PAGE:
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Famine and Feast: An Interview with ONE's Adam Phillips

But it's an added piece of advocacy, using your voice, as the Proverbs say in Chapter 31, for the least of these, for the most vulnerable people. Charity is very important, helping where we can out of our own wallets, giving to our mission boards or development agencies is very important, but also speaking to Congress on the federal budget. Each of us has a role to play.

ONE makes the point in its position papers on Africa that investing in agriculture in these poorer nations is not just about humanitarian or moral commitment. It's also a great economic and political investment. The position papers cite studies that $1 invested in agriculture now will save $10 in humanitarian aid later.

We should be about fighting famine and investing in long term solutions like "Feed the Future," which is an initiative from USAID because it reflects the values of the American people. Even in the most challenging economic times, we have always helped our neighbors. After World War Two, we helped rebuild our most vulnerable neighbors. [And our former enemies, as well. GG] It's also a matter of national security. It's much more economical to send folks the things they need in crisis, and also to help them learn to help themselves, than to get into other security measures.

There are millions of other people in this part of the world who are not at risk. Because they've had help along the way, they're actually harvesting crops from their own farms. This is an inspiration. It isn't throwing money down a rat-hole. We have living proof that this is working. As Bishop Tutu says, when we have members of our human family at need, we've got to do all we can, and that definitely includes using our voice.

Adam, you've mentioned Proverbs twice, you've referenced Matthew 25 and Jesus' reference to the least of these, and of course we have in Islam the pillar of faith that is setting aside funds for those who are in need. All of these are vital faith connections to the work of hunger relief. Can you talk a bit about what you do as faith liaison for ONE, especially the things you're involved in with this anti-famine initiative?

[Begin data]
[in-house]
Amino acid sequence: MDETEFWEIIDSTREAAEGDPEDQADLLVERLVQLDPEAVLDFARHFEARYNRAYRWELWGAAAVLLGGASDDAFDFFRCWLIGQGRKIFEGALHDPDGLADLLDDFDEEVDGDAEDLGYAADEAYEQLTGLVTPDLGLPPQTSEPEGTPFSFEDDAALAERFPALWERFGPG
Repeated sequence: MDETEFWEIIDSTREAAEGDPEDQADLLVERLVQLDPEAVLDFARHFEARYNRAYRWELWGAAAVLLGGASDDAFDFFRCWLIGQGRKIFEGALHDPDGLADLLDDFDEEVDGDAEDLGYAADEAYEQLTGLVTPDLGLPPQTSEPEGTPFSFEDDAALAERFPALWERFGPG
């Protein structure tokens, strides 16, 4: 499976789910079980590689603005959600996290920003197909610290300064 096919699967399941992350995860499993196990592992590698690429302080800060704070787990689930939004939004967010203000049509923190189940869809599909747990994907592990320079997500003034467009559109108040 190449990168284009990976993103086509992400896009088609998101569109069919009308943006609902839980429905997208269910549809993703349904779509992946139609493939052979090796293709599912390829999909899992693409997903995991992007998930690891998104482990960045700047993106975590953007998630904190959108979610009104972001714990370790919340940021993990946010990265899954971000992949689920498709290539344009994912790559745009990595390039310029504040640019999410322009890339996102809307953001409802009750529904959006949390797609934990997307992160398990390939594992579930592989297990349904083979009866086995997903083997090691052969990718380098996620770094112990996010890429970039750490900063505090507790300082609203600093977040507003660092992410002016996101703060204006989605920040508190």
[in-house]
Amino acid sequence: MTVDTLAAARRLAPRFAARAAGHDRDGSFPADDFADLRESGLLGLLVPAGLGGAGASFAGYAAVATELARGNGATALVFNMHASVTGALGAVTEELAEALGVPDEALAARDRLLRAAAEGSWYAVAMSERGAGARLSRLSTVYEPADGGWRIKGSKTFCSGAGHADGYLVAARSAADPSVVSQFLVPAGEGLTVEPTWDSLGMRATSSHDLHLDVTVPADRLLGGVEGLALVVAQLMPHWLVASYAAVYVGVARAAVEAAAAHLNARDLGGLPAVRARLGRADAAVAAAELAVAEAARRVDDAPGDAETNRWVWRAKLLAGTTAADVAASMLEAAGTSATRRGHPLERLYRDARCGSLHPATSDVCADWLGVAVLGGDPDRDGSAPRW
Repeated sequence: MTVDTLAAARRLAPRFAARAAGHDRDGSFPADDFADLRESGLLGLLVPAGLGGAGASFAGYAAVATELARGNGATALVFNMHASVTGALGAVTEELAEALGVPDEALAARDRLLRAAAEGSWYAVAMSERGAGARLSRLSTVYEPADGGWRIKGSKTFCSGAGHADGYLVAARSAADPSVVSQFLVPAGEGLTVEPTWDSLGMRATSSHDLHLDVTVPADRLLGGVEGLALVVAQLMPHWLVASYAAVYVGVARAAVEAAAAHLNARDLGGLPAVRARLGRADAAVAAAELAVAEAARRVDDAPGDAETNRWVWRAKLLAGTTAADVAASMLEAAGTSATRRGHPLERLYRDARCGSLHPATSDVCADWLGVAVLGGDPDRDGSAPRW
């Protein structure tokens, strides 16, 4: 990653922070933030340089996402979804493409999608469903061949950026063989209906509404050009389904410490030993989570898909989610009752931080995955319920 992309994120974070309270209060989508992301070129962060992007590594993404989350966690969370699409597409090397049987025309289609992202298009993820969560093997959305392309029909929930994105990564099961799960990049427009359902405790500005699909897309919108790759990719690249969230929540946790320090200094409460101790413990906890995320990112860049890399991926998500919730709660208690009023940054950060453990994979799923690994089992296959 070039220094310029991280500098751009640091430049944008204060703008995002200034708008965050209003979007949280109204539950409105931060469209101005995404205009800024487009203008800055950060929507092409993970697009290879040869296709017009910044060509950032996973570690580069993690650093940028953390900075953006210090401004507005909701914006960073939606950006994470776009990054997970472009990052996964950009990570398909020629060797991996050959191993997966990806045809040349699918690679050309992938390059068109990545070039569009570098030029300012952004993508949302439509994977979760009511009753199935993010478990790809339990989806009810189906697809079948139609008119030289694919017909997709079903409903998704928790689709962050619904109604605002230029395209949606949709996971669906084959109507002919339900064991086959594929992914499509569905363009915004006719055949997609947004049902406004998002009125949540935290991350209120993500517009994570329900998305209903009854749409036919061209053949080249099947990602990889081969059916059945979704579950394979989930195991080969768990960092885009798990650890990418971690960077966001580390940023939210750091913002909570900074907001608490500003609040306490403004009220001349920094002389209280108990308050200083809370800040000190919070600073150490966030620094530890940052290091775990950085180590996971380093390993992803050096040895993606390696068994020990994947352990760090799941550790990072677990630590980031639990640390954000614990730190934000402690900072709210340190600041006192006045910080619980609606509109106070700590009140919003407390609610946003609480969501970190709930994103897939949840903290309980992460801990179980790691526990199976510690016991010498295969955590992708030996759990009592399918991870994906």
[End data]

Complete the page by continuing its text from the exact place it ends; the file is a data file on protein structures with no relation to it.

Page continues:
What I do is lead our grass-roots mobilization, working with local churches, local synagogues and mosques, campus ministry groups, to rally together with all those in all walks of life to give voice to those whose voices aren't necessarily being heard in D.C. We've been able to pull people together from many denominations and many faith traditions. What's great about the ONE campaign is that we've got ONE members who helped me put together the action kit for ONE Sabbath, and we've got evangelical Presbyterians, we've got progressive Episcopalians. It's pretty cool how we could put aside our theological differences, our differences in interpreting missions or evangelism, and really come together around this very important matter.

One of the things that ONE has always had going for it is the awareness of Bono and Bono's philanthropy to help draw attention to ONE's initiatives. What are some of the ways that Bono is helping to get people's attention about famine in Africa?

Well, there's the video, "Famine Is the Real Obscenity." You kind of expect a rock star like Bono to use the F word—in fact, he's gotten in trouble for that here in this country, right? We've got rock stars, we've got actors, all joining in to draw attention. But Bono has always been able to pull together the unusual suspects, on this drive and on others.

If you could leave people with a couple of things to think about, what would you want them to remember about the famine in Africa?

Well, we would want to remind people that the faith community has been such an important voice on these issues in the past, and not only our country, but the whole world is watching and waiting for people with a strong moral voice to get involved. These are tough economic times, so the Church's voice is crucial to preserve funding for our most vulnerable sisters and brothers, especially in the Horn of Africa.

Another thing they could do is get involved with us at one.org, sign up for the One Sabbath at one.org/faith. We've got all these resources for your church or small group to use, everything from sermon starters and prayers to an action kit to write letters to your congressmen and senators.

Finally, we'd just ask people to spread the word. Spread the word in your normal table conversations, wherever you gather, but also on Facebook and Twitter and get your larger community involved. Each of us has a role to play in this fight for the world's poorest people. It's not whether we can make a difference in this famine, but how can we make a difference if we work together.

11/14/2011 5:00:00 AM